Here are some of the most important caveats for AFL:

  • AFL detects faults by checking for the first spawned process dying due to a signal (SIGSEGV, SIGABRT, etc). Programs that install custom handlers for these signals may need to have the relevant code commented out. In the same vein, faults in child processed spawned by the fuzzed target may evade detection unless you manually add some code to catch that.

  • As with any other brute-force tool, the fuzzer offers limited coverage if encryption, checksums, cryptographic signatures, or compression are used to wholly wrap the actual data format to be tested.

    To work around this, you can comment out the relevant checks (see experimental/libpng_no_checksum/ for inspiration); if this is not possible, you can also write a postprocessor, as explained in experimental/post_library/.

  • There are some unfortunate trade-offs with ASAN and 64-bit binaries. This isn’t due to any specific fault of afl-fuzz; see Using ASAN with AFL for tips.

  • There is no direct support for fuzzing network services, background daemons, or interactive apps that require UI interaction to work. You may need to make simple code changes to make them behave in a more traditional way. Preeny may offer a relatively simple option, too - see:

    Some useful tips for modifying network-based services can be also found at:

  • AFL doesn’t output human-readable coverage data. If you want to monitor coverage, use afl-cov from Michael Rash:

  • Occasionally, sentient machines rise against their creators. If this happens to you, please consult

Beyond this, see INSTALL for platform-specific tips.


Please keep in mind that, similarly to many other computationally-intensive tasks, fuzzing may put strain on your hardware and on the OS. In particular:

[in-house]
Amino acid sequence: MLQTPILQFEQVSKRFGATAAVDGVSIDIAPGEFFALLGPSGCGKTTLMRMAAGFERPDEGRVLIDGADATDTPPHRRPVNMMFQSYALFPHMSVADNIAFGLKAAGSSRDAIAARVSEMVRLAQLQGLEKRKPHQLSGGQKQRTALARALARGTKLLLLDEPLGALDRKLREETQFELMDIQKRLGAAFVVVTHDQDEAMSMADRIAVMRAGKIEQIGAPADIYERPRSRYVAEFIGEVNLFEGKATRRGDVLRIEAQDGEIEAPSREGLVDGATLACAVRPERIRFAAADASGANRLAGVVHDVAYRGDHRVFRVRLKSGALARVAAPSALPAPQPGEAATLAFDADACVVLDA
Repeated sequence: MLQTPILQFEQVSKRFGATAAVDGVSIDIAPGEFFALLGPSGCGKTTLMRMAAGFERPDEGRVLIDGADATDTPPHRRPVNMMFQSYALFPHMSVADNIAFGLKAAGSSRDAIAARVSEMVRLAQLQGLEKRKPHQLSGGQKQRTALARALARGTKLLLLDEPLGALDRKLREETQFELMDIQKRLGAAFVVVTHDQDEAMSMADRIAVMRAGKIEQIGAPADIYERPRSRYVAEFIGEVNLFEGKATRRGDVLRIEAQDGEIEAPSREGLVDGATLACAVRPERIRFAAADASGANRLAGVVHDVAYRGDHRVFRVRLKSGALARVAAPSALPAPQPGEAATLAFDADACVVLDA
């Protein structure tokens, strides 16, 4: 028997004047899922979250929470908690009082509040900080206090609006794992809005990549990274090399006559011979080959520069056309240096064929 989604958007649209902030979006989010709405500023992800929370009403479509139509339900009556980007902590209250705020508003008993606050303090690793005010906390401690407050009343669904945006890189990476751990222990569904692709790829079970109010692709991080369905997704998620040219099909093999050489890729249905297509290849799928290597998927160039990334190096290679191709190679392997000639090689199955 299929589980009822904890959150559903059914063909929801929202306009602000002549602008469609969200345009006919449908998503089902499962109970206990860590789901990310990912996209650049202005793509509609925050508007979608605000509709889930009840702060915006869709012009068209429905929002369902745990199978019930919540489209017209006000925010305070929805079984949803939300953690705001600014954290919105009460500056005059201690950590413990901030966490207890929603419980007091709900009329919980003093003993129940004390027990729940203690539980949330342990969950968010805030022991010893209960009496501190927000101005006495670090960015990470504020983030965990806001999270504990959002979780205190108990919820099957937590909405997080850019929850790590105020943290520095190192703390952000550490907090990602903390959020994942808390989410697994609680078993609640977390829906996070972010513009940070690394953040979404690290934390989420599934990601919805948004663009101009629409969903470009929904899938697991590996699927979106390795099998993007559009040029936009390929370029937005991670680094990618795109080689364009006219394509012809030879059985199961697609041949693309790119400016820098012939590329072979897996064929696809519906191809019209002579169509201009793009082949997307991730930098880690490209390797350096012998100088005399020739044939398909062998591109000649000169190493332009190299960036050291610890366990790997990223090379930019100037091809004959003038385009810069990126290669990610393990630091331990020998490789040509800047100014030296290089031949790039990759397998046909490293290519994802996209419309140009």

• Your CPU will run hot and will need adequate cooling. In most cases, if cooling is insufficient or stops working properly, CPU speeds will be automatically throttled. That said, especially when fuzzing on less suitable hardware (laptops, smartphones, etc), it’s not entirely impossible for something to blow up.

  • Targeted programs may end up erratically grabbing gigabytes of memory or filling up disk space with junk files. AFL tries to enforce basic memory limits, but can’t prevent each and every possible mishap. The bottom line is that you shouldn’t be fuzzing on systems where the prospect of data loss is not an acceptable risk.

  • Fuzzing involves billions of reads and writes to the filesystem. On modern systems, this will be usually heavily cached, resulting in fairly modest “physical” I/O - but there are many factors that may alter this equation. It is your responsibility to monitor for potential trouble; with very heavy I/O, the lifespan of many HDDs and SSDs may be reduced.

    A good way to monitor disk I/O on Linux is the ‘iostat’ command:

$ iostat -d 3 -x -k [...optional disk ID...]